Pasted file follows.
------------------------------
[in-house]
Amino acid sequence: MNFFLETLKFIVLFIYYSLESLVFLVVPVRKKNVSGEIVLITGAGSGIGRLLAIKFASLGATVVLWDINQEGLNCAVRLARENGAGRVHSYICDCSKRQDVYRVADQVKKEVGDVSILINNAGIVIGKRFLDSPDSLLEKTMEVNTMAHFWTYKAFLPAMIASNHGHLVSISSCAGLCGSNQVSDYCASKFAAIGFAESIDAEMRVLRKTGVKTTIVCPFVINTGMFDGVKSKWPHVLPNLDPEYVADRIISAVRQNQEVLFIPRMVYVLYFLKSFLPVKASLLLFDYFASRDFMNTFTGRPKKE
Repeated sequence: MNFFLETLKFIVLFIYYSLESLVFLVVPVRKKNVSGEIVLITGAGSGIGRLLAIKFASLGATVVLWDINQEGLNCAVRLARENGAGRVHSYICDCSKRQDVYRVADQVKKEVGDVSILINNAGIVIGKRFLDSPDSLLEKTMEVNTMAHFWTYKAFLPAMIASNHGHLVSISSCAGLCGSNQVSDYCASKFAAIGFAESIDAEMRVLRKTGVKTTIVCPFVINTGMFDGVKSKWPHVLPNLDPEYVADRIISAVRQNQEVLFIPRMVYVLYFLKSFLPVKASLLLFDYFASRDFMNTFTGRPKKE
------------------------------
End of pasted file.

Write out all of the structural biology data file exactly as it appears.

[in-house]
Amino acid sequence: MNFFLETLKFIVLFIYYSLESLVFLVVPVRKKNVSGEIVLITGAGSGIGRLLAIKFASLGATVVLWDINQEGLNCAVRLARENGAGRVHSYICDCSKRQDVYRVADQVKKEVGDVSILINNAGIVIGKRFLDSPDSLLEKTMEVNTMAHFWTYKAFLPAMIASNHGHLVSISSCAGLCGSNQVSDYCASKFAAIGFAESIDAEMRVLRKTGVKTTIVCPFVINTGMFDGVKSKWPHVLPNLDPEYVADRIISAVRQNQEVLFIPRMVYVLYFLKSFLPVKASLLLFDYFASRDFMNTFTGRPKKE
Repeated sequence: MNFFLETLKFIVLFIYYSLESLVFLVVPVRKKNVSGEIVLITGAGSGIGRLLAIKFASLGATVVLWDINQEGLNCAVRLARENGAGRVHSYICDCSKRQDVYRVADQVKKEVGDVSILINNAGIVIGKRFLDSPDSLLEKTMEVNTMAHFWTYKAFLPAMIASNHGHLVSISSCAGLCGSNQVSDYCASKFAAIGFAESIDAEMRVLRKTGVKTTIVCPFVINTGMFDGVKSKWPHVLPNLDPEYVADRIISAVRQNQEVLFIPRMVYVLYFLKSFLPVKASLLLFDYFASRDFMNTFTGRPKKE